Faith. I agree to disagree with you there. I have faith in my mom more so than the rest of my family which has kept her and I going through the toughest of toughest times. Even now. My FAITH STANDS. I've expressed to her that she is going to have to start bending. She asks me what that means. So 6 months prior to going to Florida you will need someone in there to help with the pills. She told me then I'm not going. I replied okay, let me put it to you this way mom. You can either go to Florida this year with a little bit of help or stay home where it's cold. If it were me, I'd be in Florida, but, hey, that's me. I cannot tell you how many times I had that conversation with her just to get the door open a little bit and enough for it to be this year. It's a lot of repetitive. I get on auto pilot at times. Hence me telling her the caregiver for the pill machine is mandatory. No discussion.

I'm cool with hiring an outside person to help my mom with her pills in Florida. I am ALL for it. It's a good thing. It's getting complicated. It's moving beyond on what I can do. I know what I can do, what my gifts and talents her and hers and where we need to let someone step in. My SIL is a nurse so she helps in areas that I can't. She may need more care when she gets home so we will have to see how things are then. At home she has me and my SIL. I'm not sure what will happen when she gets home. I've realized I will have to let of some of the control and I don't even know if the word is control. I know my mom better than anyone, even as she is progressing. As I'm thrown off by the things she's doing and the new actions, I still sense her being. I know that as the dementia progresses they may not know things or even who you are, but they know your energy and whether you made them feel good or bad. I'm sticking to that!

Another thing is, I was adopted. So if I can help her the way she helped me get out of the craziness and abuse I went through as a child, I will do what I can for her to the best of my ability. And, I keep asking for guidance from God as to when to step back so that I can be okay. This is really, really, really hard to step back. It means letting go of her, how she used to be, how we used to be as we start to separate to each go our own way. Lord have mercy.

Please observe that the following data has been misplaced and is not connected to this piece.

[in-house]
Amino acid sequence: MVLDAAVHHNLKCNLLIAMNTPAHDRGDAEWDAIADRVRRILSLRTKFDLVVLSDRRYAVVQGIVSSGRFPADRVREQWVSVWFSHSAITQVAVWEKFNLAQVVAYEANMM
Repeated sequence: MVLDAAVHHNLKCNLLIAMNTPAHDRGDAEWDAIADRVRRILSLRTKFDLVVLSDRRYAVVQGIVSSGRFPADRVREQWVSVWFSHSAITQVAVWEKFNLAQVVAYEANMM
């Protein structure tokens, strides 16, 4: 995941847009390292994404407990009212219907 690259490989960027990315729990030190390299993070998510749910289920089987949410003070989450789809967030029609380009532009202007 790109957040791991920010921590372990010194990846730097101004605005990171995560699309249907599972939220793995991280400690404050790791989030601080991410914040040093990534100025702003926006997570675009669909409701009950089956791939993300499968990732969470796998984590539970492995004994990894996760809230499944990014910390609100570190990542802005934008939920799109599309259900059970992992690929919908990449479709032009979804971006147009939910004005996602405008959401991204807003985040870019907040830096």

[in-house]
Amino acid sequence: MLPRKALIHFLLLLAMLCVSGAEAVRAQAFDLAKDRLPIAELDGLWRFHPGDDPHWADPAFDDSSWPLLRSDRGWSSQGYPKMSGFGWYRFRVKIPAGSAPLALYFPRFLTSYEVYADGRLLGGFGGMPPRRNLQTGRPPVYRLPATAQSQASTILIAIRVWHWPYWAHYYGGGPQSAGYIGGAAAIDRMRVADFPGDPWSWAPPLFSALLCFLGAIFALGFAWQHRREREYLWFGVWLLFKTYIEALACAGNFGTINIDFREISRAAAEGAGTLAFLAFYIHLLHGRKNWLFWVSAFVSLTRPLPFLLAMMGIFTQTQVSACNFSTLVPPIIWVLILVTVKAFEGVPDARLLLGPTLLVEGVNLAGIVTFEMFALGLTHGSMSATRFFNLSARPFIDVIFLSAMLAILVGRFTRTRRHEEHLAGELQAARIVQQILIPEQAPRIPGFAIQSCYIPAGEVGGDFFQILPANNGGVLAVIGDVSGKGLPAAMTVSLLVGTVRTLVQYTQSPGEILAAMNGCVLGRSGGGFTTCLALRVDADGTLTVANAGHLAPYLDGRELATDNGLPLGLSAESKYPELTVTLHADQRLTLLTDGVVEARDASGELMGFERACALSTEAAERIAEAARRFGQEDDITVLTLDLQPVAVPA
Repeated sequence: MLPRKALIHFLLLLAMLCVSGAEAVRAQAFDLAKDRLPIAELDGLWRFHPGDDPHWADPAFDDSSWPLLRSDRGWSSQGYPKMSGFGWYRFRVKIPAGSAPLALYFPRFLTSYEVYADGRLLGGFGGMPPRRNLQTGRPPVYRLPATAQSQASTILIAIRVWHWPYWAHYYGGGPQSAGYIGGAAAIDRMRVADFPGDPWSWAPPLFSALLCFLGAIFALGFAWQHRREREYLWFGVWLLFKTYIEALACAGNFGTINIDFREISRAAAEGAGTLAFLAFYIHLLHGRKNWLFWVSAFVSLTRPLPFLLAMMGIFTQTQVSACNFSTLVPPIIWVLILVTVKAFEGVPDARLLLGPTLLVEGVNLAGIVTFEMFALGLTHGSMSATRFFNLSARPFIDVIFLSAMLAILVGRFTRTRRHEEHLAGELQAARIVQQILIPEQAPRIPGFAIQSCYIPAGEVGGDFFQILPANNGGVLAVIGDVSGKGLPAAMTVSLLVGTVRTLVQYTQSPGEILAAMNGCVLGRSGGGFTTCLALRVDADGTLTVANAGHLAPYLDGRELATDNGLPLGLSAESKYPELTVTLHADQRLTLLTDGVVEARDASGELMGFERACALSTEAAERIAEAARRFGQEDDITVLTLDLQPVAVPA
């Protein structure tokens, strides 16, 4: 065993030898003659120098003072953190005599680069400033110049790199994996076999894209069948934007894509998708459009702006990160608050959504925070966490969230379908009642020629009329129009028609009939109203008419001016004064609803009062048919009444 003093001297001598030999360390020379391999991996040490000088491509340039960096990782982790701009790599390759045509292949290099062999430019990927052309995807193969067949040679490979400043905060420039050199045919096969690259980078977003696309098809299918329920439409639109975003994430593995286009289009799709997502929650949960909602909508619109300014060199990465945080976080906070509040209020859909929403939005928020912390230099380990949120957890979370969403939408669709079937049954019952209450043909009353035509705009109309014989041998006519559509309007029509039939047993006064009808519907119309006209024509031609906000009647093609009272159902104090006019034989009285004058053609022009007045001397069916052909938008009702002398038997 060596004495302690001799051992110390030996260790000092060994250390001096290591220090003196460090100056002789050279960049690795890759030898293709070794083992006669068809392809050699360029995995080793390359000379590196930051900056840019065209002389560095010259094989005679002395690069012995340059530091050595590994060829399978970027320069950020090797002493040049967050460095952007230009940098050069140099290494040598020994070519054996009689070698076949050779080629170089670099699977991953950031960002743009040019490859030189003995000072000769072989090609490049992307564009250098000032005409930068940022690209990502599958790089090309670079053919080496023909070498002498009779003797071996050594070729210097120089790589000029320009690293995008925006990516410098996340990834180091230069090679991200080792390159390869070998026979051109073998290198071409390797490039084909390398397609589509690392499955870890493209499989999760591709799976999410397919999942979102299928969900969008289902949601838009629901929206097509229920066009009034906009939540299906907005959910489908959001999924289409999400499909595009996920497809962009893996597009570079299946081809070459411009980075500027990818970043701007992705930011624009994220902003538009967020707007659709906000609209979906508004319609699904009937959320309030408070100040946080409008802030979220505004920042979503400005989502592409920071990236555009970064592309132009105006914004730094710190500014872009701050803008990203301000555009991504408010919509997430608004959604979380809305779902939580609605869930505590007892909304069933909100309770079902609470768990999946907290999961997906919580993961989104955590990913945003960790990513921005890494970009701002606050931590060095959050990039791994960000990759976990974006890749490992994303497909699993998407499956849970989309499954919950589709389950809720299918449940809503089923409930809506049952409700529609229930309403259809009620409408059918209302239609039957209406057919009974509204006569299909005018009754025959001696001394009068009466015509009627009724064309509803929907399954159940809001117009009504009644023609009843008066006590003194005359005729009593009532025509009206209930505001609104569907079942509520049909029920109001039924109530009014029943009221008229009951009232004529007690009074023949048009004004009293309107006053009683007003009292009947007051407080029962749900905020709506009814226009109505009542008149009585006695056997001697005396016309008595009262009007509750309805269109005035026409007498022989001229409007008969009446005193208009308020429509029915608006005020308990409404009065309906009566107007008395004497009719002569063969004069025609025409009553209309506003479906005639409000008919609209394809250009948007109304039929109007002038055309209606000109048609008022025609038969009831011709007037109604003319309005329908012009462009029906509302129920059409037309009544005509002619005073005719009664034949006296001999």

Lastly, I accept things have changed. She needs more help. I'm trying to let some of it happen naturally, yet some of it can't. Every parent is different. Every situation is different. I can only speak from my shoes. I see it every day. It gets pointed out to me whether I want to see it or not. Some days I can handle it, some days I cry like there is no tomorrow. I know that when she gets back she will be different as well. I will have to cope with that to see what the next step is. This year has been weird for me letting her go to Florida... I still can't put my finger on it. Deep down, if she needs help I can't provide, I know God is already working my heart with that. He's got this!
Florida invented senior living. There will be condos where your mom will get transportation, social activities, meals and cleaning services. She can pay for services like medication management. Maybe your sister in law could look around for one?

If she finds an affordable one, maybe you could approach Shirley's family and see if they could both go to a more supported snowbird situation.
Helpful Answer (8)
Reply to Alicew234
anonymous997909 Jan 16, 2020
I think this will be "the girls" last year there.

You are right Florida is great for Seniors. :)